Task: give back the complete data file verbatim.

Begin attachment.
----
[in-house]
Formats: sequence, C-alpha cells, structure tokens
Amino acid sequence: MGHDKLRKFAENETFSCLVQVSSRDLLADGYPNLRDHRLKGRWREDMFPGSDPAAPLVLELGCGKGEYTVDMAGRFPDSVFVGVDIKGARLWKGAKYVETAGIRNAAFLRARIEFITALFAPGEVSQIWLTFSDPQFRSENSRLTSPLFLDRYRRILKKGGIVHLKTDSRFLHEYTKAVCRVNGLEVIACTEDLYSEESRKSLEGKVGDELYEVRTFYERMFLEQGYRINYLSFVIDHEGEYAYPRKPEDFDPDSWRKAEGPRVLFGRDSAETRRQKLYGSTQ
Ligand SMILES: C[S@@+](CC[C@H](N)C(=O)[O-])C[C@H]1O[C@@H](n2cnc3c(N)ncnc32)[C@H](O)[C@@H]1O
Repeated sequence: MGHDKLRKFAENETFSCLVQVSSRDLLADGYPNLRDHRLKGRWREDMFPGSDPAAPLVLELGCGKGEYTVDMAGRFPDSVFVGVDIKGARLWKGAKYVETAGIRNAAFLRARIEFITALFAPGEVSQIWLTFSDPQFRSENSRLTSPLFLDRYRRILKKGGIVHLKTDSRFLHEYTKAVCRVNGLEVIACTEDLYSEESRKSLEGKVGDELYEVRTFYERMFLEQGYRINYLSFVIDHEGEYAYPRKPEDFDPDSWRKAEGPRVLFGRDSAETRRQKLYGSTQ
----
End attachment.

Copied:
[in-house]
Formats: sequence, C-alpha cells, structure tokens
Amino acid sequence: MGHDKLRKFAENETFSCLVQVSSRDLLADGYPNLRDHRLKGRWREDMFPGSDPAAPLVLELGCGKGEYTVDMAGRFPDSVFVGVDIKGARLWKGAKYVETAGIRNAAFLRARIEFITALFAPGEVSQIWLTFSDPQFRSENSRLTSPLFLDRYRRILKKGGIVHLKTDSRFLHEYTKAVCRVNGLEVIACTEDLYSEESRKSLEGKVGDELYEVRTFYERMFLEQGYRINYLSFVIDHEGEYAYPRKPEDFDPDSWRKAEGPRVLFGRDSAETRRQKLYGSTQ
Ligand SMILES: C[S@@+](CC[C@H](N)C(=O)[O-])C[C@H]1O[C@@H](n2cnc3c(N)ncnc32)[C@H](O)[C@@H]1O
Repeated sequence: MGHDKLRKFAENETFSCLVQVSSRDLLADGYPNLRDHRLKGRWREDMFPGSDPAAPLVLELGCGKGEYTVDMAGRFPDSVFVGVDIKGARLWKGAKYVETAGIRNAAFLRARIEFITALFAPGEVSQIWLTFSDPQFRSENSRLTSPLFLDRYRRILKKGGIVHLKTDSRFLHEYTKAVCRVNGLEVIACTEDLYSEESRKSLEGKVGDELYEVRTFYERMFLEQGYRINYLSFVIDHEGEYAYPRKPEDFDPDSWRKAEGPRVLFGRDSAETRRQKLYGSTQ